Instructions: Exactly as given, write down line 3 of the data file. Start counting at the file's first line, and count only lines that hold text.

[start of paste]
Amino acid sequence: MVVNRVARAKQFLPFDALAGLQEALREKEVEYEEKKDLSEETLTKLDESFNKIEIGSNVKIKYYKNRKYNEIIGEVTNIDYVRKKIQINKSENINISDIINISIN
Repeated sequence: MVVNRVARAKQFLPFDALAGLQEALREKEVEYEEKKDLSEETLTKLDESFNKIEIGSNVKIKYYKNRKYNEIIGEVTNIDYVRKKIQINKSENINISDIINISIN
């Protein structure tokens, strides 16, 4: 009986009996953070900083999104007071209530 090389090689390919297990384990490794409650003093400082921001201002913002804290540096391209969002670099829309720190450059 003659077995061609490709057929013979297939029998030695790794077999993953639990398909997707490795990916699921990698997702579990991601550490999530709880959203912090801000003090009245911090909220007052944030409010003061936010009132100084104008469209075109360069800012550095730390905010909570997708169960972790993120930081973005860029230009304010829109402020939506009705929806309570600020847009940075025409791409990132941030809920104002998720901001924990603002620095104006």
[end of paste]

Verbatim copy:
């Protein structure tokens, strides 16, 4: 009986009996953070900083999104007071209530 090389090689390919297990384990490794409650003093400082921001201002913002804290540096391209969002670099829309720190450059 003659077995061609490709057929013979297939029998030695790794077999993953639990398909997707490795990916699921990698997702579990991601550490999530709880959203912090801000003090009245911090909220007052944030409010003061936010009132100084104008469209075109360069800012550095730390905010909570997708169960972790993120930081973005860029230009304010829109402020939506009705929806309570600020847009940075025409791409990132941030809920104002998720901001924990603002620095104006």